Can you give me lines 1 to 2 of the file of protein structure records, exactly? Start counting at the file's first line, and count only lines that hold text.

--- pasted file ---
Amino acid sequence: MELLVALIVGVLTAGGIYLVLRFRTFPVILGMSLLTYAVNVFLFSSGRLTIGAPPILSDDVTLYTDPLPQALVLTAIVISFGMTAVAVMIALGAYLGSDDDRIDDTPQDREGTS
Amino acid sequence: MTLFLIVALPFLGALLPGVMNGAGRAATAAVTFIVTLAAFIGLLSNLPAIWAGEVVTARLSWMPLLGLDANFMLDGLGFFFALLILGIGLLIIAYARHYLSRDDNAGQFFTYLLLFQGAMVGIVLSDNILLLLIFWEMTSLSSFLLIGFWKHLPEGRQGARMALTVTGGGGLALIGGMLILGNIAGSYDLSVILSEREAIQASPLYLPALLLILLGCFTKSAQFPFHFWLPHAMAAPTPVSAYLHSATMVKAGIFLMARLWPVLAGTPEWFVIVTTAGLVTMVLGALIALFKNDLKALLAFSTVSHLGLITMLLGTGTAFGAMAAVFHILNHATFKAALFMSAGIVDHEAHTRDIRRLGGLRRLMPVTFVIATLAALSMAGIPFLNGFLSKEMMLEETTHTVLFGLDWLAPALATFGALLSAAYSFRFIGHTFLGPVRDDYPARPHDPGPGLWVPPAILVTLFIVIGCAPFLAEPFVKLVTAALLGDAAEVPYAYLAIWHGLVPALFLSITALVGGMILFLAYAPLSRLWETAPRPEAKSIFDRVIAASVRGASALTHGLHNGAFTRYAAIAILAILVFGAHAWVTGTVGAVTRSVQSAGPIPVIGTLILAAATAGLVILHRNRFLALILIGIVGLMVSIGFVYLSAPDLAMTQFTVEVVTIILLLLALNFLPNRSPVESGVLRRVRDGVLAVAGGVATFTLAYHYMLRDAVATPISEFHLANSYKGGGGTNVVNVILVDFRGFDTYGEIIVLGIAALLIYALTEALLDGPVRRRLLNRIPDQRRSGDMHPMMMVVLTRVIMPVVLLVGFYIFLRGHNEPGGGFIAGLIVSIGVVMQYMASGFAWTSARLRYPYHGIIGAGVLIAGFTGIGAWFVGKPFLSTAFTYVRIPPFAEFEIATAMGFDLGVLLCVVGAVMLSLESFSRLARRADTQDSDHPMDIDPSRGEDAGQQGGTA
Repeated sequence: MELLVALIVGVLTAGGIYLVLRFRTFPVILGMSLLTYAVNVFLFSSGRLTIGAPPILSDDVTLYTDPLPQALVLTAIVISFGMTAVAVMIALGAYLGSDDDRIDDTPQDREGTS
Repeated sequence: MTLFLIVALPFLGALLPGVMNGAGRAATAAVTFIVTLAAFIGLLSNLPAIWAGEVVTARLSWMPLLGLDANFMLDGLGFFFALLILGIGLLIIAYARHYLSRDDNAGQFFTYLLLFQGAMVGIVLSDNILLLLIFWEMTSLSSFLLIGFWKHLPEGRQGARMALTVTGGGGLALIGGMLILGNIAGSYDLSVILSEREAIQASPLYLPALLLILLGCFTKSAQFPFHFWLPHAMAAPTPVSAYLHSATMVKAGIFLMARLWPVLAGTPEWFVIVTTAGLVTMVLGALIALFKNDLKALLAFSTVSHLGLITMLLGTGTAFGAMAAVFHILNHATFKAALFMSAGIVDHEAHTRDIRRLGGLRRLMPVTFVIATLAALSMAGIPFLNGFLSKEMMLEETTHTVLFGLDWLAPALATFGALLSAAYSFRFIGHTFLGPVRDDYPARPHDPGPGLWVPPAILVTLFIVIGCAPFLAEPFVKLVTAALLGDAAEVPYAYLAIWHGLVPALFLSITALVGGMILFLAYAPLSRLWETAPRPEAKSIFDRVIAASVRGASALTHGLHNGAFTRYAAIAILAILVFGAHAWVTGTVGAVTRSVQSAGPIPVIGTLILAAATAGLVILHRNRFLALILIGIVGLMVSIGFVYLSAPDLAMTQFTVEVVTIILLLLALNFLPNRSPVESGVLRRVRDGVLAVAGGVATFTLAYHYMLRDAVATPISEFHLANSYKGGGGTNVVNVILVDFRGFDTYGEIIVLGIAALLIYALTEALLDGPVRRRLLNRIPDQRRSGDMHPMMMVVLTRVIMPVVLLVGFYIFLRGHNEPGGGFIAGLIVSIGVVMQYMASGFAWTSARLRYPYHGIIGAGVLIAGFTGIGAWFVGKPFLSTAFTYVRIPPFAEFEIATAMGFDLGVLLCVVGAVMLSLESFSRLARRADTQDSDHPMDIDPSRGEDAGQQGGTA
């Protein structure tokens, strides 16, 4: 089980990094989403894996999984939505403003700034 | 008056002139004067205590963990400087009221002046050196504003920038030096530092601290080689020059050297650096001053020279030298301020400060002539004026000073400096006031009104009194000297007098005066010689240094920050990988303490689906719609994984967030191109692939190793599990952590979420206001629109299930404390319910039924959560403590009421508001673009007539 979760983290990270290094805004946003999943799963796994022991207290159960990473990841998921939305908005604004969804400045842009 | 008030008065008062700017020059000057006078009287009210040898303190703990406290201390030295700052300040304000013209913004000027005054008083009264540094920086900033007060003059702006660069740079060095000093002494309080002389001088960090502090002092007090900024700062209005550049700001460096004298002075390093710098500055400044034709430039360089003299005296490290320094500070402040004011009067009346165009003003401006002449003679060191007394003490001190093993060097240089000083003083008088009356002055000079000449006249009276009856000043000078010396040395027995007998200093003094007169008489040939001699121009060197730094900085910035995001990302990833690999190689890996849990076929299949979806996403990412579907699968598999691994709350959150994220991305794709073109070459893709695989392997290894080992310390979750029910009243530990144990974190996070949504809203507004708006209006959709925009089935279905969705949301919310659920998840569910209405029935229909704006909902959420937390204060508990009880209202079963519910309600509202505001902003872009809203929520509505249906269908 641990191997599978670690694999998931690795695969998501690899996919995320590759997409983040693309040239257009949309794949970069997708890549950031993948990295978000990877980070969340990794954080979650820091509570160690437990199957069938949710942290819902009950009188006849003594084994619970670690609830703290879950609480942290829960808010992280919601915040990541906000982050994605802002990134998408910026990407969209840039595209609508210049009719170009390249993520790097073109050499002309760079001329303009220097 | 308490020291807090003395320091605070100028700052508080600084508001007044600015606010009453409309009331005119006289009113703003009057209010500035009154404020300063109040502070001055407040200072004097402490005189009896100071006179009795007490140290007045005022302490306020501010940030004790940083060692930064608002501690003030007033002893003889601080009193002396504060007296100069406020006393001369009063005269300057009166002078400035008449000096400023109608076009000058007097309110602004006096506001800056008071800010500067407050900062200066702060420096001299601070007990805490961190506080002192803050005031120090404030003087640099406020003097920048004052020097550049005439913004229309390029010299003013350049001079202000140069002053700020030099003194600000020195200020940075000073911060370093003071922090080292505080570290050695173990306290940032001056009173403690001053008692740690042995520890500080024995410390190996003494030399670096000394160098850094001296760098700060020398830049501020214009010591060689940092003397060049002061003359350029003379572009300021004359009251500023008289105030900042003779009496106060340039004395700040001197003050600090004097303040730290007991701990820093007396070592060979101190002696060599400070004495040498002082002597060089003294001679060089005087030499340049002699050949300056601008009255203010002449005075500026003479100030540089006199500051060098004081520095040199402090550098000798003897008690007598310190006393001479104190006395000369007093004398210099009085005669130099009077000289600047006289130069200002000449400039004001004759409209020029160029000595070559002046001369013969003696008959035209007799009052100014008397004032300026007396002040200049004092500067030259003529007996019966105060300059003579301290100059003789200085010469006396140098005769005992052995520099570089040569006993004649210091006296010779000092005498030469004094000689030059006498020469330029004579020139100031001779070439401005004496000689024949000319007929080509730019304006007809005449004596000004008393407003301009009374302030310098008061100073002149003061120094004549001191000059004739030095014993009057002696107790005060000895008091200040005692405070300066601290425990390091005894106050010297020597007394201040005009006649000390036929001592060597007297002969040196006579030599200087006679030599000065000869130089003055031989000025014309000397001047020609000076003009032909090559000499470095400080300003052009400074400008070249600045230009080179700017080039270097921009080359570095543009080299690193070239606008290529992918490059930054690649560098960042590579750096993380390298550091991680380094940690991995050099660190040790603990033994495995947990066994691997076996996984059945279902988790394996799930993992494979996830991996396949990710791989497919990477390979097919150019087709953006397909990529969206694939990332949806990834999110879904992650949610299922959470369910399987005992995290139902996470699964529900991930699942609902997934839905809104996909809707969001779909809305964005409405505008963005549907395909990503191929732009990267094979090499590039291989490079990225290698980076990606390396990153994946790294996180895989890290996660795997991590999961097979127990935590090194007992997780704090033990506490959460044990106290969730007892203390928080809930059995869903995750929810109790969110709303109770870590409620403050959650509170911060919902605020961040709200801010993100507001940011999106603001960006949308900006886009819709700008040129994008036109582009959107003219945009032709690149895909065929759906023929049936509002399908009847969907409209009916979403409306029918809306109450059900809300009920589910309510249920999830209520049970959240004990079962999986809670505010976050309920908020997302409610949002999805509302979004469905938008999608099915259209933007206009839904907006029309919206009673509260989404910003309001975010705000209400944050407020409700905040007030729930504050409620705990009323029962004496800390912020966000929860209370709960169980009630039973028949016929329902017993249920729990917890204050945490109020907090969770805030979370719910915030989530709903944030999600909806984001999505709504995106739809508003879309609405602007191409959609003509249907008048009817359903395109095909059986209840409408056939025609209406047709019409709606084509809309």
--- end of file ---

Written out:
Amino acid sequence: MELLVALIVGVLTAGGIYLVLRFRTFPVILGMSLLTYAVNVFLFSSGRLTIGAPPILSDDVTLYTDPLPQALVLTAIVISFGMTAVAVMIALGAYLGSDDDRIDDTPQDREGTS
Amino acid sequence: MTLFLIVALPFLGALLPGVMNGAGRAATAAVTFIVTLAAFIGLLSNLPAIWAGEVVTARLSWMPLLGLDANFMLDGLGFFFALLILGIGLLIIAYARHYLSRDDNAGQFFTYLLLFQGAMVGIVLSDNILLLLIFWEMTSLSSFLLIGFWKHLPEGRQGARMALTVTGGGGLALIGGMLILGNIAGSYDLSVILSEREAIQASPLYLPALLLILLGCFTKSAQFPFHFWLPHAMAAPTPVSAYLHSATMVKAGIFLMARLWPVLAGTPEWFVIVTTAGLVTMVLGALIALFKNDLKALLAFSTVSHLGLITMLLGTGTAFGAMAAVFHILNHATFKAALFMSAGIVDHEAHTRDIRRLGGLRRLMPVTFVIATLAALSMAGIPFLNGFLSKEMMLEETTHTVLFGLDWLAPALATFGALLSAAYSFRFIGHTFLGPVRDDYPARPHDPGPGLWVPPAILVTLFIVIGCAPFLAEPFVKLVTAALLGDAAEVPYAYLAIWHGLVPALFLSITALVGGMILFLAYAPLSRLWETAPRPEAKSIFDRVIAASVRGASALTHGLHNGAFTRYAAIAILAILVFGAHAWVTGTVGAVTRSVQSAGPIPVIGTLILAAATAGLVILHRNRFLALILIGIVGLMVSIGFVYLSAPDLAMTQFTVEVVTIILLLLALNFLPNRSPVESGVLRRVRDGVLAVAGGVATFTLAYHYMLRDAVATPISEFHLANSYKGGGGTNVVNVILVDFRGFDTYGEIIVLGIAALLIYALTEALLDGPVRRRLLNRIPDQRRSGDMHPMMMVVLTRVIMPVVLLVGFYIFLRGHNEPGGGFIAGLIVSIGVVMQYMASGFAWTSARLRYPYHGIIGAGVLIAGFTGIGAWFVGKPFLSTAFTYVRIPPFAEFEIATAMGFDLGVLLCVVGAVMLSLESFSRLARRADTQDSDHPMDIDPSRGEDAGQQGGTA